Note: This solution was tested with the x86 version of MDT.

Step 3: Download the Windows 7 SteadyState setup files

Download the package containing the Windows 7 SteadyState solution files here.

Create a folder (for example: C:\SteadyState) and unzip the files there.


Step 4: Copy the Windows 7 media to the hard disk

Copy all the files from your Windows 7 DVD to the WIN7CD subfolder.


IMPORTANT NOTE (updated!): ONLY use Windows 7 Enterprise or Windows 7 Ultimate edition media. Other editions or multi-edition DVDs (which include all editions) will not work! You can get a 90-day trial edition of the Windows 7 Enterprise Edition here:

Step 5: Run the setup script

UPDATE: Before running "SETUP.exe" make sure that you have set the execution policy in Powershell correctly. Open Powershell (as an administrator) and execute the following command:

set-executionpolicy unrestricted

Answer "Y" to the Execution Policy Change question and close Powershell. Thanks goes to Brendan for pointing this out!

To automatically create our Windows 7 SteadyState installation ISO we will run the setup.exe script. This script (written in AutoIT) will configure MDT and prepare a bootable ISO which we will use to deploy the solution.

Run the script as a local administrator and wait for it to prepare your bootable ISO file which you will use to install the Windows 7 SteadyState solution to your PCs.

You should see several Powershell scripts executing while the image is prepared.



If you get the following message, click "This program installed correctly":


At the end you should see a Windows Explorer window with the ISO file:


Burn the ISO file to a DVDR.

Step 6: Boot from the SteadyState ISO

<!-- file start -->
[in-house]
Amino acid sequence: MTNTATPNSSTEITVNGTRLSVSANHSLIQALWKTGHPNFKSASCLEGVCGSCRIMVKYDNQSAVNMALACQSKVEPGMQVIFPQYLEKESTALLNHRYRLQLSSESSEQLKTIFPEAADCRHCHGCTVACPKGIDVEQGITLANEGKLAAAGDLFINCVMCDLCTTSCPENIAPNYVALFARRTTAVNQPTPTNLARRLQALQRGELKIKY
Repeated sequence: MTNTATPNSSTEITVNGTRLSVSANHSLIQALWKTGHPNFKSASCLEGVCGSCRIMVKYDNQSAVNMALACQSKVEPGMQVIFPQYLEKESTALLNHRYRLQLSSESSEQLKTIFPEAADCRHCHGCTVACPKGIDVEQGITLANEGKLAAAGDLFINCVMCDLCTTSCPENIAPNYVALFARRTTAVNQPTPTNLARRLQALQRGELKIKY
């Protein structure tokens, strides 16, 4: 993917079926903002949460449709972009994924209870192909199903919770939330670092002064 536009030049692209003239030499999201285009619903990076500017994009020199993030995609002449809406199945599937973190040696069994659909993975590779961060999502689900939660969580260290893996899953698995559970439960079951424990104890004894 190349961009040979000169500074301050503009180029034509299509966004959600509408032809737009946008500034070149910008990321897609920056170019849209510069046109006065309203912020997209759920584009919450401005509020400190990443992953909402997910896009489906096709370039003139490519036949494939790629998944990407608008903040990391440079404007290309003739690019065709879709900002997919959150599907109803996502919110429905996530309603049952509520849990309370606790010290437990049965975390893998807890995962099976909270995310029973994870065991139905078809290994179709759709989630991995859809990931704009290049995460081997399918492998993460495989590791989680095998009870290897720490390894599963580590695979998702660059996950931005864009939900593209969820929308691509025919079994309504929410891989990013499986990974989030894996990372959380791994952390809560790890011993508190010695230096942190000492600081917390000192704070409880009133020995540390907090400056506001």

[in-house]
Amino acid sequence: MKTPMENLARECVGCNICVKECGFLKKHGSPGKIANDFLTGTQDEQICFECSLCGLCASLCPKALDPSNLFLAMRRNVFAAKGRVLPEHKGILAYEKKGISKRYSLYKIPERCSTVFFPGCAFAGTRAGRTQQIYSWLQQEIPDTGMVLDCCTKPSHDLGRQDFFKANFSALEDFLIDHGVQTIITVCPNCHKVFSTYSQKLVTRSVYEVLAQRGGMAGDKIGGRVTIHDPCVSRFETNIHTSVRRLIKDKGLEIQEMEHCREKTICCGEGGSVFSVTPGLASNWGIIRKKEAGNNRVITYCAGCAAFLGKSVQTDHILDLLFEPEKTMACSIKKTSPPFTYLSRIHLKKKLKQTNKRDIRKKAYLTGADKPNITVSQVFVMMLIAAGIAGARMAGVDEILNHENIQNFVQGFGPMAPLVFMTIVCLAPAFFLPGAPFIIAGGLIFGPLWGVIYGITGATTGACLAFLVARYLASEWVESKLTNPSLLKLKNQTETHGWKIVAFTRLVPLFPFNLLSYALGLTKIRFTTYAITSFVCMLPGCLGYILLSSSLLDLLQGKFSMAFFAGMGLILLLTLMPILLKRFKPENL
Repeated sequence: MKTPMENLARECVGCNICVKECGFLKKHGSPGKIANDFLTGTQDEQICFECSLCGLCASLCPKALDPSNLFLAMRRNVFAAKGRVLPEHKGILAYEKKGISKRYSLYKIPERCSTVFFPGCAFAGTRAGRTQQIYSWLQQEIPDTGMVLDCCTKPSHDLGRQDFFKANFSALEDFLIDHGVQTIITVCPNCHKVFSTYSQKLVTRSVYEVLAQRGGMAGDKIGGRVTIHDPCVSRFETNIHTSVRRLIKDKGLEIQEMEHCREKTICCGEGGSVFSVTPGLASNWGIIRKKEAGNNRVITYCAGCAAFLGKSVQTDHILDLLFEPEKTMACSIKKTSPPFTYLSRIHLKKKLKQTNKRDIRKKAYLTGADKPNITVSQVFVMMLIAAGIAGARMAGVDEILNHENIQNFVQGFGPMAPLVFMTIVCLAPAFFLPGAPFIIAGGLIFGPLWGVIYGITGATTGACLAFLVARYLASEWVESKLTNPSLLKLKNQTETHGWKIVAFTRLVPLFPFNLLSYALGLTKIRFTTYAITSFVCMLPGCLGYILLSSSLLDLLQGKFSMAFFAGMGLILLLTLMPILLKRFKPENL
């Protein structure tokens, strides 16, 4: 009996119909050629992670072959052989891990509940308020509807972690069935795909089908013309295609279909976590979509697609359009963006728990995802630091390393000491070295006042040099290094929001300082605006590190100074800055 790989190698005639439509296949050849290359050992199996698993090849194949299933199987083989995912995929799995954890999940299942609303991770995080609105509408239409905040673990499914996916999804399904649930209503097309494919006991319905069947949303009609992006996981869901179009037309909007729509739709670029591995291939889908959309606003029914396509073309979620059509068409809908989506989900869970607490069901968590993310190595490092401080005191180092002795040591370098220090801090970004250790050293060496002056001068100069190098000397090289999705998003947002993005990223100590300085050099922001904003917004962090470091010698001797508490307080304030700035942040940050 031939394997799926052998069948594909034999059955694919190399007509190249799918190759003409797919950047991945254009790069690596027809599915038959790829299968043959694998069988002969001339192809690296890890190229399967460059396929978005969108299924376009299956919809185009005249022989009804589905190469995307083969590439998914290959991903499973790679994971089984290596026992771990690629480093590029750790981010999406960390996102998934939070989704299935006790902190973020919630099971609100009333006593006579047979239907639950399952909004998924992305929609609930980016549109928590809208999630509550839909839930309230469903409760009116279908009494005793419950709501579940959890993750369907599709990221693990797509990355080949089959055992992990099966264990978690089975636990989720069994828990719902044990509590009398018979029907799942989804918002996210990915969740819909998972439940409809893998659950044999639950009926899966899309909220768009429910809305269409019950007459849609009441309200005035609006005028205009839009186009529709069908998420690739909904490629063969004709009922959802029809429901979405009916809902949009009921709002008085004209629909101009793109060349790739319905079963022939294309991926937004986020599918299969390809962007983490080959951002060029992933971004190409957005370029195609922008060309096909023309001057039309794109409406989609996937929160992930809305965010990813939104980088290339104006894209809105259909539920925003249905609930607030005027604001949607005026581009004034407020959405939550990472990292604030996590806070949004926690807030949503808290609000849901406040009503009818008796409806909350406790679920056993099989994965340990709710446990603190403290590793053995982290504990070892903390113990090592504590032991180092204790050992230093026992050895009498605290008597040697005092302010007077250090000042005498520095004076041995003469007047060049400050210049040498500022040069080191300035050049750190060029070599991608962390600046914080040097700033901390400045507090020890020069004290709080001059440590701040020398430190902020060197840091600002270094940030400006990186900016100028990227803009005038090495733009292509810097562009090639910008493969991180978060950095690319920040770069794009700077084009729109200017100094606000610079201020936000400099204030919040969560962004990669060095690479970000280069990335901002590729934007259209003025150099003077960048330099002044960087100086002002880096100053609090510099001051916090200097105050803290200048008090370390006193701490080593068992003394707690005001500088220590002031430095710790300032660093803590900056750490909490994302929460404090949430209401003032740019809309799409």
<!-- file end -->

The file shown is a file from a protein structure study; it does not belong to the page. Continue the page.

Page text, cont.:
Boot with your newly created DVDR on the computer you want to install the Windows 7 SteadyState solution.

WARNING: This procedure will completely format your hard disk so make sure you are prepared for this!

The bootable ISO will:

  • Install Windows 7 on a VHD file
  • Create and configure the use of differencing disks
  • Configure Windows Boot Manager

When your PC boots from the ISO you will have to select either the x86 or the x64 installation of Windows 7. Choose whatever version of Windows 7 you used during the creation of the ISO (in Step 4 above):


WARNING: Choosing the wrong OS version here will cause the installation to fail! If that happens simply restart the procedure.

After selecting the proper OS version the install procedure will start automatically. Allow plenty of time for the installation to complete (usually 15-30 minutes).


At the end of the procedure you should see a message that the "Operating System deployment completed successfully". Do not proceed further if you have not received this message.


Click “Finish”. Windows 7 installation (configured for SteadyState) is complete:


Step 7: Configure your initial Windows 7 SteadyState